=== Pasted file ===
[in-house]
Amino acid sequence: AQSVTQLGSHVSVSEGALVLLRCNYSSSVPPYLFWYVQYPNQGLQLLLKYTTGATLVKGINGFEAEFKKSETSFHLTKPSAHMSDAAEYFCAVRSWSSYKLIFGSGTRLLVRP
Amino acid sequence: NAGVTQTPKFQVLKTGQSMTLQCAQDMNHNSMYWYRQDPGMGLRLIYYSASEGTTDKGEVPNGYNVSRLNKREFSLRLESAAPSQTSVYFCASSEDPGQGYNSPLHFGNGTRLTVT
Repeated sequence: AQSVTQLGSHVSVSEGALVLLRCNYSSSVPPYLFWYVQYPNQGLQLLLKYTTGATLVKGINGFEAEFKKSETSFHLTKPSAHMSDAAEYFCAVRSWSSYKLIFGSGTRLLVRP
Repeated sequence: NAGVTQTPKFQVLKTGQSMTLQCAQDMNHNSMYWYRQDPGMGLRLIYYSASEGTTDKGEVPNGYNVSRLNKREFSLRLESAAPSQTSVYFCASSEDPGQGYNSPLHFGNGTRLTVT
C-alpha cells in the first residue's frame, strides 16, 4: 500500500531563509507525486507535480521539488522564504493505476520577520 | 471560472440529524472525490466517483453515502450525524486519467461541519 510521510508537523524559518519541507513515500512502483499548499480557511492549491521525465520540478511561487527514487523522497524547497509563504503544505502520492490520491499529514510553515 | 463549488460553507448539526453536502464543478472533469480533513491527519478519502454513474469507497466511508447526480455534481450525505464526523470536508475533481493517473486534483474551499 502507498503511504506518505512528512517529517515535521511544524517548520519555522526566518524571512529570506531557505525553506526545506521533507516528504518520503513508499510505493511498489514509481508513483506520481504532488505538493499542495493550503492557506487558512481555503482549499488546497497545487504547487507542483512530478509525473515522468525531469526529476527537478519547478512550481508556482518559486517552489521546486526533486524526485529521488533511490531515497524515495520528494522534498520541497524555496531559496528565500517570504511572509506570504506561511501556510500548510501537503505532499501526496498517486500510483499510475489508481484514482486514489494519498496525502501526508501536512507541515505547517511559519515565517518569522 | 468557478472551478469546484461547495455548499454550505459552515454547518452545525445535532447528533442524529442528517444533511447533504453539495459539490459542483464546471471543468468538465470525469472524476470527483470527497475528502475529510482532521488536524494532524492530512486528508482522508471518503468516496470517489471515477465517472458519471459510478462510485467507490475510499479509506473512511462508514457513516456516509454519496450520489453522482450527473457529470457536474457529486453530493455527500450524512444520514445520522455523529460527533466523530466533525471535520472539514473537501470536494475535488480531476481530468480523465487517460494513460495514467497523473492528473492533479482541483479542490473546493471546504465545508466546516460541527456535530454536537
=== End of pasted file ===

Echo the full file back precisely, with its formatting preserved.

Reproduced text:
[in-house]
Amino acid sequence: AQSVTQLGSHVSVSEGALVLLRCNYSSSVPPYLFWYVQYPNQGLQLLLKYTTGATLVKGINGFEAEFKKSETSFHLTKPSAHMSDAAEYFCAVRSWSSYKLIFGSGTRLLVRP
Amino acid sequence: NAGVTQTPKFQVLKTGQSMTLQCAQDMNHNSMYWYRQDPGMGLRLIYYSASEGTTDKGEVPNGYNVSRLNKREFSLRLESAAPSQTSVYFCASSEDPGQGYNSPLHFGNGTRLTVT
Repeated sequence: AQSVTQLGSHVSVSEGALVLLRCNYSSSVPPYLFWYVQYPNQGLQLLLKYTTGATLVKGINGFEAEFKKSETSFHLTKPSAHMSDAAEYFCAVRSWSSYKLIFGSGTRLLVRP
Repeated sequence: NAGVTQTPKFQVLKTGQSMTLQCAQDMNHNSMYWYRQDPGMGLRLIYYSASEGTTDKGEVPNGYNVSRLNKREFSLRLESAAPSQTSVYFCASSEDPGQGYNSPLHFGNGTRLTVT
C-alpha cells in the first residue's frame, strides 16, 4: 500500500531563509507525486507535480521539488522564504493505476520577520 | 471560472440529524472525490466517483453515502450525524486519467461541519 510521510508537523524559518519541507513515500512502483499548499480557511492549491521525465520540478511561487527514487523522497524547497509563504503544505502520492490520491499529514510553515 | 463549488460553507448539526453536502464543478472533469480533513491527519478519502454513474469507497466511508447526480455534481450525505464526523470536508475533481493517473486534483474551499 502507498503511504506518505512528512517529517515535521511544524517548520519555522526566518524571512529570506531557505525553506526545506521533507516528504518520503513508499510505493511498489514509481508513483506520481504532488505538493499542495493550503492557506487558512481555503482549499488546497497545487504547487507542483512530478509525473515522468525531469526529476527537478519547478512550481508556482518559486517552489521546486526533486524526485529521488533511490531515497524515495520528494522534498520541497524555496531559496528565500517570504511572509506570504506561511501556510500548510501537503505532499501526496498517486500510483499510475489508481484514482486514489494519498496525502501526508501536512507541515505547517511559519515565517518569522 | 468557478472551478469546484461547495455548499454550505459552515454547518452545525445535532447528533442524529442528517444533511447533504453539495459539490459542483464546471471543468468538465470525469472524476470527483470527497475528502475529510482532521488536524494532524492530512486528508482522508471518503468516496470517489471515477465517472458519471459510478462510485467507490475510499479509506473512511462508514457513516456516509454519496450520489453522482450527473457529470457536474457529486453530493455527500450524512444520514445520522455523529460527533466523530466533525471535520472539514473537501470536494475535488480531476481530468480523465487517460494513460495514467497523473492528473492533479482541483479542490473546493471546504465545508466546516460541527456535530454536537